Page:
Located in Anglesey and operated by Bangor University, M-SParc is the flagship building for the new science park. The facility has been constructed to BREEAM Excellent standards and comprises 5,000 sqm offices, laboratory and workshop space for up to 700 people - from start-up businesses to large corporate companies.
Designed by FaulknerBrowns Architects, the building’s structure features a striking white continuous ﬂowing ‘Ribbon’ that forms ﬂoor, wall and roof surfaces and wraps around the glazed façade to the front elevation. This two-storey entrance connects to the main three-storey, traditional brick cavity U-shape building, which houses the laboratories and offices, also featuring a facade that encloses an open courtyard.
Fenestration drivers – transparency and low energy
FaulknerBrowns Architects associate and project architect, Leighton Cooksey, highlights the building’s objectives from a fenestration perspective: “One of our main priorities was to deliver a facade that would ensure transparency and openness of the Tanio area. This is the innovative and collaborative space that forms the main entrance as you walk in, and is also home to the cafeteria. Driven by the location, the facade allowed us to maximise the views towards Snowdonia and make the best of this fantastic scenery.”
“Another main architectural driver, not just for the facade but the building as a whole, was low energy use. We designed and constructed the three-storey building to BREEAM Excellent standards – the facade making a significant contribution.”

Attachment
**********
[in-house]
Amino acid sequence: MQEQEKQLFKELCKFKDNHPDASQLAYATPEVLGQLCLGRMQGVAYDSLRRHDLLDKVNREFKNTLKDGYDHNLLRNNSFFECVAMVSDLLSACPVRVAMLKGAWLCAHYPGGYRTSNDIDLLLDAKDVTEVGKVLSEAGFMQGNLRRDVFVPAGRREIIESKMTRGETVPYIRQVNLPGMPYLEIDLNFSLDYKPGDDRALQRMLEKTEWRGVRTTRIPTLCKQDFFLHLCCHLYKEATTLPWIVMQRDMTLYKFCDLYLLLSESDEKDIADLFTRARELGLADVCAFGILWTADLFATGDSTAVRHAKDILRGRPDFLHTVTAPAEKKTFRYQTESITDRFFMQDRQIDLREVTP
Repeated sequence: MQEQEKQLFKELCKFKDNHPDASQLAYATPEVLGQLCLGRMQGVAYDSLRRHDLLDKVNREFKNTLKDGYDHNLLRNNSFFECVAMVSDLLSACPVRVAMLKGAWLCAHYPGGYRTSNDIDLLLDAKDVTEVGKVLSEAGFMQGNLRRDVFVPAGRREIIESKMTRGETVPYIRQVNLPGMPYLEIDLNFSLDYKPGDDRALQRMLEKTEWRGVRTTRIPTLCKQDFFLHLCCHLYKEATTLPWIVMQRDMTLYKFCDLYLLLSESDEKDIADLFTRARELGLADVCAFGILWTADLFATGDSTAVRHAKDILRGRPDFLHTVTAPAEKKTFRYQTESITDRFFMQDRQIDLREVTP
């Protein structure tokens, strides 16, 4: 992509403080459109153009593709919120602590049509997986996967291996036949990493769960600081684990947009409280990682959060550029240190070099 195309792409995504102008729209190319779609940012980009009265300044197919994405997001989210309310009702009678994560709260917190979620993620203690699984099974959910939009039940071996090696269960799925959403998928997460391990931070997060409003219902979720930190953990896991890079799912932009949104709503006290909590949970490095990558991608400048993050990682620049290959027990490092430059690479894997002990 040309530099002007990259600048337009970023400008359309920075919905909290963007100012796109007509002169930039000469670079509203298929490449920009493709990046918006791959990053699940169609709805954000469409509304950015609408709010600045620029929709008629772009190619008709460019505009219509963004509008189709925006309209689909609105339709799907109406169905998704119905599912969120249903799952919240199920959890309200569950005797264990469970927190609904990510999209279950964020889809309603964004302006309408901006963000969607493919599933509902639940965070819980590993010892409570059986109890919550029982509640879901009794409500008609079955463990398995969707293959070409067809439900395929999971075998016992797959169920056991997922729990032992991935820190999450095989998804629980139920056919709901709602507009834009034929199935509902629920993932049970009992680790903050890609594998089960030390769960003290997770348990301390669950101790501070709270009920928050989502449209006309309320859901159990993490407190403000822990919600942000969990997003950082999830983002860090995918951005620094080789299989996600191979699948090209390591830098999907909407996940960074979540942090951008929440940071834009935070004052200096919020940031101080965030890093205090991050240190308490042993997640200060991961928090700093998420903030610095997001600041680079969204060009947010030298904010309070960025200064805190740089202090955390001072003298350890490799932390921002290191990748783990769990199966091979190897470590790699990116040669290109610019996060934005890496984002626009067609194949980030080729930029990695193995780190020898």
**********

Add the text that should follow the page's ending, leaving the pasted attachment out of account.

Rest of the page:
Complex curved facade requires close collaboration
The complexity of the building’s curved scheme meant the design team, involving the architect, main contractor Willmott Dixon and fabricator Total Glass, supported by TECHNAL, worked closely pre-construction to ensure input into the early stage design. This provided direction on buildability from the outset.
Fabricator Total Glass’ Technical Manager Chris Valentine said: “Technically our focus was to get the interfacing detailing right between the curves of the Corian® and the curtain walling, especially where drainage was concerned.”
“Designed using TECHNAL E52, the facade spans 74m x 11m. The curtain walling had to follow the curvature and flow of the ‘Ribbon’ with the aluminium having to be curved to follow the shape at point of fabrication.”
As architect Leighton Cooksey explains: “The key area for the facade to the front elevation was the first floor horizontal and sloping Corian® ‘Ribbon’ – here the curtain walling continues behind the Corian® rainscreen. The glazing was the main waterproof line, with structural penetrations weathered within insulated composite spandrel panels in the curtain walling. There were also some critical details in the curved corners of the glazing where the curtain wall extends behind the glass, concealed by a removable flashing.”
Chris Valentine continues: “In total 1,650 sqm of E52 curtain walling and roof glazing was used across the building.”
“One particularly challenging detail was a 6m glazed linking walkway that joins the innovation area to the brick-built main building. Designed by the architect with a double-pitched roof, the curtain walling follows the long contours across the two pitches of the roof at an angle. This involved a lot of calculations and modelling to accommodate the difficult compound angles and ensure the desired architectural intent was achieved.”
Doors installed to height assist courtyard cleaning access
Creating entrance and exit doors on the linkway, TECHNAL’s Stormframe ST II Aluminium Door system has been installed additionally to 2.8m high, providing access for the Mobile Elevating Work Platforms (MEWPs) for facade cleaning purposes. Suited to high traffic areas, this high-performance door is tested to the relative clauses within ‘PAS24: 2012’ and is 2010 Equality Act compliant.
A thermally insulated aluminium sliding and lift-sliding door has also been installed using TECHNAL’s C125 Aluminium Sliding Door system, which opens from the cafeteria on to the external courtyard space where people can sit outside. Elsewhere, the company’s Dualframe 75 HP Aluminium Hinged Door was used for the balcony doors above ground floor level.